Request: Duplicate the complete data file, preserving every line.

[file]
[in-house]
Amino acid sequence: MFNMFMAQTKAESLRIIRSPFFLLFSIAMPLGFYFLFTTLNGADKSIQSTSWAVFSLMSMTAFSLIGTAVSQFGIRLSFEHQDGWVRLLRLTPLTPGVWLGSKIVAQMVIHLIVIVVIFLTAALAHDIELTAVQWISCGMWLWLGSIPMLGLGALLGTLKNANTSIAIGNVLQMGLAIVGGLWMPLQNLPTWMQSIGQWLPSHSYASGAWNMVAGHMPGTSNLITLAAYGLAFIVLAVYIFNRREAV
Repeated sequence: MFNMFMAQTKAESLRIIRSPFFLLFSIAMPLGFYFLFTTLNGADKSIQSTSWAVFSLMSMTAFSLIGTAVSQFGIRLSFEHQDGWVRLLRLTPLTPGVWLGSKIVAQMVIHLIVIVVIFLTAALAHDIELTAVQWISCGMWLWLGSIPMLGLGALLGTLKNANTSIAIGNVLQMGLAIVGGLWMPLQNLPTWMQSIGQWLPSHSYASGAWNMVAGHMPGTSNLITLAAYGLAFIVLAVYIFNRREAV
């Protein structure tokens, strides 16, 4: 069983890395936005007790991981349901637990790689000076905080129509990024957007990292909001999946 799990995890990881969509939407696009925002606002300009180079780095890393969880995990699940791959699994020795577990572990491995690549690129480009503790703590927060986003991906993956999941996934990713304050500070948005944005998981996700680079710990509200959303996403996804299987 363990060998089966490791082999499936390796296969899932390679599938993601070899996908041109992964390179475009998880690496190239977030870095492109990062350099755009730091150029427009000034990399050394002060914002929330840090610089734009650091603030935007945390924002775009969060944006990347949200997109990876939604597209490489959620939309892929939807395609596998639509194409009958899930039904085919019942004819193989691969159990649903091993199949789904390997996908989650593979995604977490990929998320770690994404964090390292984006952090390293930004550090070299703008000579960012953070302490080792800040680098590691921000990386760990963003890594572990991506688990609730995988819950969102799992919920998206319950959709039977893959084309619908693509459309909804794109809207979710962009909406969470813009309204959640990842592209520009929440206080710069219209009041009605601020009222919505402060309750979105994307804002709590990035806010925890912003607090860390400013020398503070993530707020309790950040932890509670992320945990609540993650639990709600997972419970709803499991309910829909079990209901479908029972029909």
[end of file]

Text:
[in-house]
Amino acid sequence: MFNMFMAQTKAESLRIIRSPFFLLFSIAMPLGFYFLFTTLNGADKSIQSTSWAVFSLMSMTAFSLIGTAVSQFGIRLSFEHQDGWVRLLRLTPLTPGVWLGSKIVAQMVIHLIVIVVIFLTAALAHDIELTAVQWISCGMWLWLGSIPMLGLGALLGTLKNANTSIAIGNVLQMGLAIVGGLWMPLQNLPTWMQSIGQWLPSHSYASGAWNMVAGHMPGTSNLITLAAYGLAFIVLAVYIFNRREAV
Repeated sequence: MFNMFMAQTKAESLRIIRSPFFLLFSIAMPLGFYFLFTTLNGADKSIQSTSWAVFSLMSMTAFSLIGTAVSQFGIRLSFEHQDGWVRLLRLTPLTPGVWLGSKIVAQMVIHLIVIVVIFLTAALAHDIELTAVQWISCGMWLWLGSIPMLGLGALLGTLKNANTSIAIGNVLQMGLAIVGGLWMPLQNLPTWMQSIGQWLPSHSYASGAWNMVAGHMPGTSNLITLAAYGLAFIVLAVYIFNRREAV
């Protein structure tokens, strides 16, 4: 069983890395936005007790991981349901637990790689000076905080129509990024957007990292909001999946 799990995890990881969509939407696009925002606002300009180079780095890393969880995990699940791959699994020795577990572990491995690549690129480009503790703590927060986003991906993956999941996934990713304050500070948005944005998981996700680079710990509200959303996403996804299987 363990060998089966490791082999499936390796296969899932390679599938993601070899996908041109992964390179475009998880690496190239977030870095492109990062350099755009730091150029427009000034990399050394002060914002929330840090610089734009650091603030935007945390924002775009969060944006990347949200997109990876939604597209490489959620939309892929939807395609596998639509194409009958899930039904085919019942004819193989691969159990649903091993199949789904390997996908989650593979995604977490990929998320770690994404964090390292984006952090390293930004550090070299703008000579960012953070302490080792800040680098590691921000990386760990963003890594572990991506688990609730995988819950969102799992919920998206319950959709039977893959084309619908693509459309909804794109809207979710962009909406969470813009309204959640990842592209520009929440206080710069219209009041009605601020009222919505402060309750979105994307804002709590990035806010925890912003607090860390400013020398503070993530707020309790950040932890509670992320945990609540993650639990709600997972419970709803499991309910829909079990209901479908029972029909």